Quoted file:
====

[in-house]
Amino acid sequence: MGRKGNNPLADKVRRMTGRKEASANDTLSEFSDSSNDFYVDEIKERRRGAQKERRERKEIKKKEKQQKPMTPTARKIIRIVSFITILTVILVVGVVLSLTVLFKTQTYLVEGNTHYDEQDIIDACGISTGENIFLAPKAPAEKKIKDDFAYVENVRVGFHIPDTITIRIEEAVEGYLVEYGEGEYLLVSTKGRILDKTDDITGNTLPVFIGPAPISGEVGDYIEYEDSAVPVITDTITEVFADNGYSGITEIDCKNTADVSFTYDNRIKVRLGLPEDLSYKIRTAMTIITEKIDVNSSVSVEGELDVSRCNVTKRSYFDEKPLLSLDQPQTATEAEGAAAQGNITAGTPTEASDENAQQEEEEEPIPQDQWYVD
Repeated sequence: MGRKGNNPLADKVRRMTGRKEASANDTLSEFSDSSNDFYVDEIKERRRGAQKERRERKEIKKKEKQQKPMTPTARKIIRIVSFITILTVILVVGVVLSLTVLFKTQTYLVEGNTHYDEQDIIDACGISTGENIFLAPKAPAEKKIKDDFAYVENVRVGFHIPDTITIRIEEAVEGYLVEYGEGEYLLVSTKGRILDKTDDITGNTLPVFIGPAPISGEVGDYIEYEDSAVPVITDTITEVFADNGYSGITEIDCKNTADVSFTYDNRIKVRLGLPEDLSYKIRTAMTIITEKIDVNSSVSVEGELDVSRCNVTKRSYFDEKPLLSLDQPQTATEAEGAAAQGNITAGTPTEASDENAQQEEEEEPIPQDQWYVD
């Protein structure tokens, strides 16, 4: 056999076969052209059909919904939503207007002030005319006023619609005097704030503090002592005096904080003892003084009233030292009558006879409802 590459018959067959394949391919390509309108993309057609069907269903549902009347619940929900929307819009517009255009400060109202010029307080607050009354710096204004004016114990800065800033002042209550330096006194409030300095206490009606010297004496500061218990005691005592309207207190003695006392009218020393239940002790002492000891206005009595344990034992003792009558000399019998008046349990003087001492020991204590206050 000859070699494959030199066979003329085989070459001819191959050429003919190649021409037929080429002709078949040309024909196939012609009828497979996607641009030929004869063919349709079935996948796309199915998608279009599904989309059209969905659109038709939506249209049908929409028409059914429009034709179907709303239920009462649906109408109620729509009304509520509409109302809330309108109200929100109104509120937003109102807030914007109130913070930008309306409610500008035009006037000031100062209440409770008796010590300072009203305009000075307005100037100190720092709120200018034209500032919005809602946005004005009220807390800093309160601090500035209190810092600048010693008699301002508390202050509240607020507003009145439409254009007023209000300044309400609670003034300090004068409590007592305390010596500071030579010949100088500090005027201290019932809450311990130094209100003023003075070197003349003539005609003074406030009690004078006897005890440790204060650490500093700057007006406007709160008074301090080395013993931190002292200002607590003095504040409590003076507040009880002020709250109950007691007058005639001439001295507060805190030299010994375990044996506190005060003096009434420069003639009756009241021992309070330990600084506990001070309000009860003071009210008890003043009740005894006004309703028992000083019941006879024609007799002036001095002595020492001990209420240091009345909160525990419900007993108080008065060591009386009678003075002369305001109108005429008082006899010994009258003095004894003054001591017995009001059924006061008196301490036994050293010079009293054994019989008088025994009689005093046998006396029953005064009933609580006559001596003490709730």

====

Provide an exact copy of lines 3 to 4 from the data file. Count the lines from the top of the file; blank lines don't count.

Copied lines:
Repeated sequence: MGRKGNNPLADKVRRMTGRKEASANDTLSEFSDSSNDFYVDEIKERRRGAQKERRERKEIKKKEKQQKPMTPTARKIIRIVSFITILTVILVVGVVLSLTVLFKTQTYLVEGNTHYDEQDIIDACGISTGENIFLAPKAPAEKKIKDDFAYVENVRVGFHIPDTITIRIEEAVEGYLVEYGEGEYLLVSTKGRILDKTDDITGNTLPVFIGPAPISGEVGDYIEYEDSAVPVITDTITEVFADNGYSGITEIDCKNTADVSFTYDNRIKVRLGLPEDLSYKIRTAMTIITEKIDVNSSVSVEGELDVSRCNVTKRSYFDEKPLLSLDQPQTATEAEGAAAQGNITAGTPTEASDENAQQEEEEEPIPQDQWYVD
């Protein structure tokens, strides 16, 4: 056999076969052209059909919904939503207007002030005319006023619609005097704030503090002592005096904080003892003084009233030292009558006879409802 590459018959067959394949391919390509309108993309057609069907269903549902009347619940929900929307819009517009255009400060109202010029307080607050009354710096204004004016114990800065800033002042209550330096006194409030300095206490009606010297004496500061218990005691005592309207207190003695006392009218020393239940002790002492000891206005009595344990034992003792009558000399019998008046349990003087001492020991204590206050 000859070699494959030199066979003329085989070459001819191959050429003919190649021409037929080429002709078949040309024909196939012609009828497979996607641009030929004869063919349709079935996948796309199915998608279009599904989309059209969905659109038709939506249209049908929409028409059914429009034709179907709303239920009462649906109408109620729509009304509520509409109302809330309108109200929100109104509120937003109102807030914007109130913070930008309306409610500008035009006037000031100062209440409770008796010590300072009203305009000075307005100037100190720092709120200018034209500032919005809602946005004005009220807390800093309160601090500035209190810092600048010693008699301002508390202050509240607020507003009145439409254009007023209000300044309400609670003034300090004068409590007592305390010596500071030579010949100088500090005027201290019932809450311990130094209100003023003075070197003349003539005609003074406030009690004078006897005890440790204060650490500093700057007006406007709160008074301090080395013993931190002292200002607590003095504040409590003076507040009880002020709250109950007691007058005639001439001295507060805190030299010994375990044996506190005060003096009434420069003639009756009241021992309070330990600084506990001070309000009860003071009210008890003043009740005894006004309703028992000083019941006879024609007799002036001095002595020492001990209420240091009345909160525990419900007993108080008065060591009386009678003075002369305001109108005429008082006899010994009258003095004894003054001591017995009001059924006061008196301490036994050293010079009293054994019989008088025994009689005093046998006396029953005064009933609580006559001596003490709730």